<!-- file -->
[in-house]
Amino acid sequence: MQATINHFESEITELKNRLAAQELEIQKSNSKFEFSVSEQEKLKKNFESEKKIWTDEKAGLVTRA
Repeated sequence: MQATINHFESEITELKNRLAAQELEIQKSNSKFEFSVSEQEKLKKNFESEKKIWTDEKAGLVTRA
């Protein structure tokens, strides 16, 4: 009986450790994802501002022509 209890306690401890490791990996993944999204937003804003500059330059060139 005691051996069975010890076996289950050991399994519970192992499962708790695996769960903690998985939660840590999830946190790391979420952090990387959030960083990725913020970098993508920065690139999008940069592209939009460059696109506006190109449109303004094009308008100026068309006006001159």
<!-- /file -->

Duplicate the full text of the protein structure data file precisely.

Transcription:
[in-house]
Amino acid sequence: MQATINHFESEITELKNRLAAQELEIQKSNSKFEFSVSEQEKLKKNFESEKKIWTDEKAGLVTRA
Repeated sequence: MQATINHFESEITELKNRLAAQELEIQKSNSKFEFSVSEQEKLKKNFESEKKIWTDEKAGLVTRA
């Protein structure tokens, strides 16, 4: 009986450790994802501002022509 209890306690401890490791990996993944999204937003804003500059330059060139 005691051996069975010890076996289950050991399994519970192992499962708790695996769960903690998985939660840590999830946190790391979420952090990387959030960083990725913020970098993508920065690139999008940069592209939009460059696109506006190109449109303004094009308008100026068309006006001159």